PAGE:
3. KEYWORD WORD ORDER:
  • An exact match of a searcher’s keyword in a page’s content will generally rank better than the same keyword phrase in a different order. For example, a page optimised for the phrase “bread making techniques” will rank better than a page optimised for “techniques for making bread”.
4. SYNDICATED CONTENT:
  • Is the content on the page original? If it’s scraped or copied from an indexed page it won’t rank as well as the original or end up in their Supplemental Index. One thought around this is that if you syndicate content but your site holds greater pagerank (PR) authority and you achieve better traffic inflows to that content, then you will potentially out-rank the original.

Site-Level Factors

5. SITE UPDATES:

How often a site is updated – and especially when new content is added to the site – is a site-wide freshness factor. In other words, if you keep your site fresh with new content Google will like you more.

6. TERMS OF SERVICE AND PRIVACY PAGES:

These two pages help tell Google that a site is a trustworthy member of the internet. This one was news to me, but it makes sense… add to the To Do list 🙂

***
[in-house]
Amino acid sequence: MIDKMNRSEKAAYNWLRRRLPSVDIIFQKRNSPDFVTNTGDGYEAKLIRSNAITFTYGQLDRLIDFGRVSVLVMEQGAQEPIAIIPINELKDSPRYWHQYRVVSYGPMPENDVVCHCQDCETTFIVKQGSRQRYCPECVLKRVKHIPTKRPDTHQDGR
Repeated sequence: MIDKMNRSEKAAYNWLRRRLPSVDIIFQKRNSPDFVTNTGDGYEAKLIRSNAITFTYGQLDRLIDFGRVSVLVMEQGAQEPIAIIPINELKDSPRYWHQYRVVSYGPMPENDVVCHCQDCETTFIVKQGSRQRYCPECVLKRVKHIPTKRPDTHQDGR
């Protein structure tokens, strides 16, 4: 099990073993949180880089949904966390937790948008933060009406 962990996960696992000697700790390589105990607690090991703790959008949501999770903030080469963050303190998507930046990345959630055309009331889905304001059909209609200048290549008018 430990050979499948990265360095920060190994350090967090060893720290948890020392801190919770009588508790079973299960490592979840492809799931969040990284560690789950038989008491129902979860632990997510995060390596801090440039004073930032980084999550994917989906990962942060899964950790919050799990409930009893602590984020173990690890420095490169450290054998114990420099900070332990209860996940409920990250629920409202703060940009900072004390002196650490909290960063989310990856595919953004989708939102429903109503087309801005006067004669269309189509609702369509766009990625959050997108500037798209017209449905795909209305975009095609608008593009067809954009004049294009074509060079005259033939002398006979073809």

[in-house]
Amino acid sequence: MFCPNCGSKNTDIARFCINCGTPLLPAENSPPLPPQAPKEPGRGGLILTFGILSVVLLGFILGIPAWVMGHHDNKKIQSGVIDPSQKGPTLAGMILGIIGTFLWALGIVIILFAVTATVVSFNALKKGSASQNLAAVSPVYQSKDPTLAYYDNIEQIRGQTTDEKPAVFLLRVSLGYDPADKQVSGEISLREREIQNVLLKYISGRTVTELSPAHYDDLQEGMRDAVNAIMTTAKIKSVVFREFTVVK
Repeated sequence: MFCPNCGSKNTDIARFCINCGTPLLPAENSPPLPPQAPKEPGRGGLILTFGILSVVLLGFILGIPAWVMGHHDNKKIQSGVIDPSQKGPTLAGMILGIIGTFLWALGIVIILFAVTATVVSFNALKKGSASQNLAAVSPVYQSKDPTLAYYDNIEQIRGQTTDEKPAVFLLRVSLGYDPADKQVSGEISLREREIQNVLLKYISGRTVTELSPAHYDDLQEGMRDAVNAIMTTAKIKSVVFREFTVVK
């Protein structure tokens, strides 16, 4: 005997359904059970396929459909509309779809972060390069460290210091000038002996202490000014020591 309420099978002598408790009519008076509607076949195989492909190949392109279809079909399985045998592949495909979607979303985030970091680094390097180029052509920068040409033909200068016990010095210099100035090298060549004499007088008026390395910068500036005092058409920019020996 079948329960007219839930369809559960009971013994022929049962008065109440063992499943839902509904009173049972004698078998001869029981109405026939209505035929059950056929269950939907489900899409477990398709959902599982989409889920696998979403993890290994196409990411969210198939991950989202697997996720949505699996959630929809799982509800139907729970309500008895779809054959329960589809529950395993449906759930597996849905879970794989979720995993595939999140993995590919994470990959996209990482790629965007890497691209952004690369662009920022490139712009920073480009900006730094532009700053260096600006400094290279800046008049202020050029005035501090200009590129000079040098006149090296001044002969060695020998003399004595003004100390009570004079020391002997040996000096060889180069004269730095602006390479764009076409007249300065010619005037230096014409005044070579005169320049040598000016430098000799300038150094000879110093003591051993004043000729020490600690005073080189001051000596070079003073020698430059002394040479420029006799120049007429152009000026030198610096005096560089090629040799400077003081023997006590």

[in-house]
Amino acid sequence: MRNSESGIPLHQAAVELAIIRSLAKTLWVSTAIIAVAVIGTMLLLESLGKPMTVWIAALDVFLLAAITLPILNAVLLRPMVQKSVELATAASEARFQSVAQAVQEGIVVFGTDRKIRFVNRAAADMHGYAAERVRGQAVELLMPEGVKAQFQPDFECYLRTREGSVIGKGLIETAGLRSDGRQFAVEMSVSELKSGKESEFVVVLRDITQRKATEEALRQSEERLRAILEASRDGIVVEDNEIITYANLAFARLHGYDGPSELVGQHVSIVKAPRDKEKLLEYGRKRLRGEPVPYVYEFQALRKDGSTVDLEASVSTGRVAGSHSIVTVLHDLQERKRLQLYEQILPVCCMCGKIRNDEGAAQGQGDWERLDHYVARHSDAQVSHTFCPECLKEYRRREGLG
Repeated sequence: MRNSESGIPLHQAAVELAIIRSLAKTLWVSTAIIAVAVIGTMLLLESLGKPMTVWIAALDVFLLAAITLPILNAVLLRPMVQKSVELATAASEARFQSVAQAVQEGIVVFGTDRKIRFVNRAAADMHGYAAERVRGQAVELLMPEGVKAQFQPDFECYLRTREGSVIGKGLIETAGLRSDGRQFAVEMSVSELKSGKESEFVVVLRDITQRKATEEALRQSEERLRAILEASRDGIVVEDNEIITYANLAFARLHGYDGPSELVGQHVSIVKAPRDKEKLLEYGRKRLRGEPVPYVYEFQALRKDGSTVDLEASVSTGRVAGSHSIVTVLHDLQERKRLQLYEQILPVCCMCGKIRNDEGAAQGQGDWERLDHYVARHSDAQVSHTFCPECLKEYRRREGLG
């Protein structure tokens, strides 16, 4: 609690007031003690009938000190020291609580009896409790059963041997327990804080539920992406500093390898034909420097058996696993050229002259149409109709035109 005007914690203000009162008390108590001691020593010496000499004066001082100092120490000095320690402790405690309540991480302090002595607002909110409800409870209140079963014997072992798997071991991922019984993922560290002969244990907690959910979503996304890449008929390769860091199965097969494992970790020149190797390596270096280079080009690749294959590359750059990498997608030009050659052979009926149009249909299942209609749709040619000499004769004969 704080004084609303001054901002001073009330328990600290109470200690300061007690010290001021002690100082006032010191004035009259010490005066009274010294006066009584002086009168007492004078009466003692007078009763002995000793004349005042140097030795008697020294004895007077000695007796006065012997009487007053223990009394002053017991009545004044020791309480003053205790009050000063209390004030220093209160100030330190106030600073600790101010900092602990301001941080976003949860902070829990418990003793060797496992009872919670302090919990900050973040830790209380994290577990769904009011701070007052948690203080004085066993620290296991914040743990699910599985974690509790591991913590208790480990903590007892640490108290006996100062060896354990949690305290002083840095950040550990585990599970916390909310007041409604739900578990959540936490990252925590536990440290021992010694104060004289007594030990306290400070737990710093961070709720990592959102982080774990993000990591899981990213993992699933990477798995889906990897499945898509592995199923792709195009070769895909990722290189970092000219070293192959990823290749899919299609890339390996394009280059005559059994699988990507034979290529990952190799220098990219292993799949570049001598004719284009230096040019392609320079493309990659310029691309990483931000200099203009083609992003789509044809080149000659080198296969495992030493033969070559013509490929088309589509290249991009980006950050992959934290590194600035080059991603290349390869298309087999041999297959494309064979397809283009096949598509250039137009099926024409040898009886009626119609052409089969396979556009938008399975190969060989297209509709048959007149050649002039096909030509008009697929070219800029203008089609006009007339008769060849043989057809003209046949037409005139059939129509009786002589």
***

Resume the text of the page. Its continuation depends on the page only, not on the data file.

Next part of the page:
7. MOBILE OPTIMISED:

Google’s official stance on mobile is to create a responsive site. It’s likely that responsive sites get an edge in searches from a mobile device. This goes without saying how important this is for your online presence. Being optimised for mobile devices forms a large factor not just in pagerank, but also in your customer’s user experience and likeliness to purchase from you over someone else that has a mobile optimised site. If your site isn’t optimised for mobile – sort it out already!!!

8. YOUTUBE:

Google owns YouTube, so naturally its beneficial to them when you link its content on your site. And, if you are creating video content on YouTube, even better! Kudos to you!

Backlink Factors

9. # OF LINKING ROOT DOMAINS AND PAGES: